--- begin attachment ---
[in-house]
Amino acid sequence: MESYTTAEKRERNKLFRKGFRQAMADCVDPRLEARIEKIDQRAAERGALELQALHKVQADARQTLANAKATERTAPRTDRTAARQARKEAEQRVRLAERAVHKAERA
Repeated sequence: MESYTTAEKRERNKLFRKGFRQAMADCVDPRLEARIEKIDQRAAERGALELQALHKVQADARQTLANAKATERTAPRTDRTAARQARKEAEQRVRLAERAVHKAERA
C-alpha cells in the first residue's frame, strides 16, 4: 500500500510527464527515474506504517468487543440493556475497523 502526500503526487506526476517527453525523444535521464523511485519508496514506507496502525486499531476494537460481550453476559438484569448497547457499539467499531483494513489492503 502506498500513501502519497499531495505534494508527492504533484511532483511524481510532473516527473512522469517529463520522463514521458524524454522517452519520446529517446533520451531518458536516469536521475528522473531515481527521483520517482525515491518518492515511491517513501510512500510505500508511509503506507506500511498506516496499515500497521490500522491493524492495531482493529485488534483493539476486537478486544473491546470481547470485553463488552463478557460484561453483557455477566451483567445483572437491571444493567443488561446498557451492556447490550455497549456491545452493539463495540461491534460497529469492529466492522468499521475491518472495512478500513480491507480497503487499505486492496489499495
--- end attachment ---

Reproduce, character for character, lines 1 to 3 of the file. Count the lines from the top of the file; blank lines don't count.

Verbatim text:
[in-house]
Amino acid sequence: MESYTTAEKRERNKLFRKGFRQAMADCVDPRLEARIEKIDQRAAERGALELQALHKVQADARQTLANAKATERTAPRTDRTAARQARKEAEQRVRLAERAVHKAERA
Repeated sequence: MESYTTAEKRERNKLFRKGFRQAMADCVDPRLEARIEKIDQRAAERGALELQALHKVQADARQTLANAKATERTAPRTDRTAARQARKEAEQRVRLAERAVHKAERA